Romania, October 2013

header image - tara

I finally got back to Romania after almost six years gone.  It’s my wife’s homeland, my second home, and a certain blessing every time I return.   This trip was especially memorable since we were welcoming a new brother to the family–that is to say, my wife’s little sister got married.

While there, I found myself writing some poems in my free hours–when my mother-in-law wasn’t coaxing me to the table for another round of her fabled Romanian cuisine and my siblings-in-law didn’t have me scurrying around with wedding prep–about my general impressions of the place: what it’s like coming back after so many years of longing, of Skyped conversation, of change.

I thought I’d lump them together on a single post rather than publish them individually.  Hopefully they’ll all appear soon as I finish touching them up.

Here’s the first one, a sonnet, it so happens:

Bucharest to Craiova, by train

A charm is found in years of gritty stains
and prints of rushing feet on faded slate,
in paint worn thin on handrails chilled in faint
October air.  The aging trains await,
 
then fill with faces stoic and crisp, with limps
that plague the graying men and twinge the steps
of frowning women dragging bags within.
Their coats are black or gray or brown: hues adept
 
at masking dirt and wear.  Without, the fields
slip past the weedy tracks, the fertile plains
of earthy riches flow—creased seams that yield
to toil of wrinkled hands and clicks of canes.
 
The youth have fled to cities, have gone
and left the limping shepherds all alone.

This idea of the aging population, and especially the workforce, was something that really struck me on this trip.  Maybe it’s because Indonesia, where we’ve been living most recently, has such a young population–nearly two-thirds below the age of thirty, according to the most recent statistics I’ve seen.  Here the youth is impossible to ignore.  There, the effects of “brain drain” and “youth drain” are obvious.  Here are a couple other poems I found in my notes that deal heavily with the same theme.  The first is a prose poem.

I found the young ones

They’re not on the farms, or even in the villages.

They saunter through malls and stand at bus stops, staring, not smiling, their faces hardened by a chip on the shoulder and a hole in the pocket: a shortage of quality work and a refusal to be blamed for that.

They watch you speak English and count the dollars in your pocket.  Often they’ve worked overseas by now, have tasted the waters of Italy and of England and of Spain, hard eyes dreaming of making it big. 

It seems they have returned.

They sweat and dance with hands in the air at joints called “One” and “Diabolika,” where 90s music reigns and the beer is warm and lights are low and all the trimmings dark—Or where techno throbs and lights splinter across crystals and hands raise above sweaty beats of bodies.

Then they stagger to the streets and sleep off the daylight, somehow showing themselves in the malls again the next evening.

Grandparents work the village earth, bring soft buds to bear from the seeds of yesterday.

Sorry if I’m a little hard on the young people there, but that’s all too often what I saw.  Here’s another of the poems I wrote there that deal with the youth moving off and away, but this one also celebrates one of my favorite aspects of Romania: the food.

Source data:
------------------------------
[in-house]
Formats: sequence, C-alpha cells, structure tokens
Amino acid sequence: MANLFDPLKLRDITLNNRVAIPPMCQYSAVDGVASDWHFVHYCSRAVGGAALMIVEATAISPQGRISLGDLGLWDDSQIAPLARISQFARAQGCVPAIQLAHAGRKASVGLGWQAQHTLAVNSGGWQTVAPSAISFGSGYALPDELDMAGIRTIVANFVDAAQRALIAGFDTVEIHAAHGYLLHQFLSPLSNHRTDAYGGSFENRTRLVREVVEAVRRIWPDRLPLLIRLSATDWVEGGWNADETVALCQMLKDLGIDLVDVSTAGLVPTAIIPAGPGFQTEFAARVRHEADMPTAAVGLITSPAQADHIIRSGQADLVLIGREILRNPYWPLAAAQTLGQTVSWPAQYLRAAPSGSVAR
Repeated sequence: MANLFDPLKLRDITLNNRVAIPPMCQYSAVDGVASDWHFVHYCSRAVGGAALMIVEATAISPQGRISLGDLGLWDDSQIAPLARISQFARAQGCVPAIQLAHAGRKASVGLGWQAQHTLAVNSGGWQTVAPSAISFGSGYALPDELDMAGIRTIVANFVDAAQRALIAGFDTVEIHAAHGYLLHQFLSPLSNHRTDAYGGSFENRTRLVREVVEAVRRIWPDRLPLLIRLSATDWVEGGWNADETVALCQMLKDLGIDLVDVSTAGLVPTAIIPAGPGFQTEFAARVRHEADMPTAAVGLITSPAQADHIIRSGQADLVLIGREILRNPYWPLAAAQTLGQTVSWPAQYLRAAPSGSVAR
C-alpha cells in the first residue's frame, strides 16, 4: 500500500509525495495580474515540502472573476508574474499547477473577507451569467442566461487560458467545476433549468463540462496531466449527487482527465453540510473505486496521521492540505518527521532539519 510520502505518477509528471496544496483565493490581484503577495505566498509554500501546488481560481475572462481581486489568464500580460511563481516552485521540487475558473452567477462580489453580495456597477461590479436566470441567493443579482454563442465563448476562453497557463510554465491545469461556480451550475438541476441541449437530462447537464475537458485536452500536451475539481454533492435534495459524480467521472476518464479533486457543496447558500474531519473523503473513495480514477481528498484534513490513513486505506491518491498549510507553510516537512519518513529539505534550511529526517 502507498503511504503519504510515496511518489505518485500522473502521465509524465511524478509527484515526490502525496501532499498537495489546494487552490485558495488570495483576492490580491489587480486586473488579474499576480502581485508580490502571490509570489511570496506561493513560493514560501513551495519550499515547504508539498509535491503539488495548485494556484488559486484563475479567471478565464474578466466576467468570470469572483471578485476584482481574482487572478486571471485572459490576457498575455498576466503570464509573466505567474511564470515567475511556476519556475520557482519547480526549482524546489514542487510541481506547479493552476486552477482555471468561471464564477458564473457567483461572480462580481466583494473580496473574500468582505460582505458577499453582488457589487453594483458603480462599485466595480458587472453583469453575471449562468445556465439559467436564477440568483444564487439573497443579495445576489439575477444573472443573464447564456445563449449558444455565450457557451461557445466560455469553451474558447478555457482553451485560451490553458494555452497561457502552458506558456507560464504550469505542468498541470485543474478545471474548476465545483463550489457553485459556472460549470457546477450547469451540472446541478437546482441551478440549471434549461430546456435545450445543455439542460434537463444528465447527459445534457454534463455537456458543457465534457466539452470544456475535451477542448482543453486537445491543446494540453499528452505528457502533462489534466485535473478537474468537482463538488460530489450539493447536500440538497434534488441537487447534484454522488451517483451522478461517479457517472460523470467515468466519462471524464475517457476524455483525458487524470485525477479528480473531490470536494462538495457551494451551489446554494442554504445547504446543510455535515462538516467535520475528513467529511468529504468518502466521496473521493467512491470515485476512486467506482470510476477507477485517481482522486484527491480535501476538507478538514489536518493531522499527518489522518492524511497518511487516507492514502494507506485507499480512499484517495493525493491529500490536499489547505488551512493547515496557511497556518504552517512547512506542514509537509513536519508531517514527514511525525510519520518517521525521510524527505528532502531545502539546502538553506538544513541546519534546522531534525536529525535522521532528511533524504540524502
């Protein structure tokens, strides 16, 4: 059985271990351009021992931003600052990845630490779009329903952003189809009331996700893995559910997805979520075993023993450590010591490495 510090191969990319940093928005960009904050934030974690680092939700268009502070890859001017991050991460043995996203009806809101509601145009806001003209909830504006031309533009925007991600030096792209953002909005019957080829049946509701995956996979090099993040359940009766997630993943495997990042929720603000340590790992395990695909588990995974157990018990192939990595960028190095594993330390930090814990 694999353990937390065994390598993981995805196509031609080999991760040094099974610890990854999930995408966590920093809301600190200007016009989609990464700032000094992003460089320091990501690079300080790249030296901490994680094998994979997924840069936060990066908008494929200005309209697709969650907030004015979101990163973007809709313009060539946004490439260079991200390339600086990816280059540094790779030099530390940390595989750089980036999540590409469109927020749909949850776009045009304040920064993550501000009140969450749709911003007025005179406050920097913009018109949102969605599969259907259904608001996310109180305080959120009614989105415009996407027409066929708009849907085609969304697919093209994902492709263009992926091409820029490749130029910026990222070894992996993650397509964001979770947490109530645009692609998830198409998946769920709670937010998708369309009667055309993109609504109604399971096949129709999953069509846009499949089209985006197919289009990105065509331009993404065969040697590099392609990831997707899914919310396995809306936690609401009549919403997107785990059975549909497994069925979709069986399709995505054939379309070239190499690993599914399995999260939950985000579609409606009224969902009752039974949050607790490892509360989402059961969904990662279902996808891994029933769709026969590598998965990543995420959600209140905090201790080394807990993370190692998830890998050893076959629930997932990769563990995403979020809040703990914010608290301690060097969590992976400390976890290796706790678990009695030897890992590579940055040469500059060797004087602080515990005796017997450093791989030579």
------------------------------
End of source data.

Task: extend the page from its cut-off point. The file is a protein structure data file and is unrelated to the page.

Breaking Fast

breakfast

The tomatoes are all-natural and from a friend.  The olives were picked by arthritic hands and aged in tubs with generations’ years.  The cheese was cured by the same hands that held the staff down dusty roads and ran the bleating sheep and goats before.  It’s all natural.  It’s all so wholesome.  It’s all a man that microwaves oatmeal every morning and tells himself it’s fine could ever ask for.

But the hands here are aging fast.  The hands who pick the olives and haul in eggplants and mix the sausage herbs are swollen with pain and gnarled with age.  The eyes wear dim from candle-lit nights, and throats go parched rather than brave the cold for another bucket from the well.

I sit and feast on produce their hands have brought, on all the soil they’ve tended long years yields.  The hands are aging, and tall sons and toothsome daughters have left for cities’ lights and promised hope.  They’ve sought a life abroad, an urban existence.

Another bite of homegrown grapes, another sip of cider, another caress of tomatoes’ juicy flesh.  In five years’ time, will I eat such as these again?  Will the village windows finally dim forever, and the fields go fallow while the heirs toil over screens and emails and curse the traffic and forget how to protect the greens from frost?

By then will we all eat oatmeal and try to convince ourselves it’s equal?

I love the food there.  I love when we cook Romanian at home.  I can’t, for the life of me, understand how spots like Italy and France get all the glory for great food and no one even seems to know where Romania is on the map, let alone their food.  I think I gained a lot of weight those two weeks.  Eat and sleep, it seemed, eat and lie to rest again.

Here’s what happened when I got to feeling a bit too sleepy all the time:

The Sleepy House

An old cat coils itself for a nap

on the radiator, and I yawn in warm

agreement.  Yellow sun streams

through blinds and onto an ancient blanket—

 

it’s already well into the daily race

and none of us is up.  Sleepy footsteps

apologize from creaky floorboards;

hinges creek in shame to wake

 

the drowsing.  We’ll do nothing before noon.

 

Then stubborn PJs will not release us

until deep into the waning day.  We scrape

away hours over coffee, shrugging

that we have time enough later.

Meanwhile, our plane-stickered luggage lies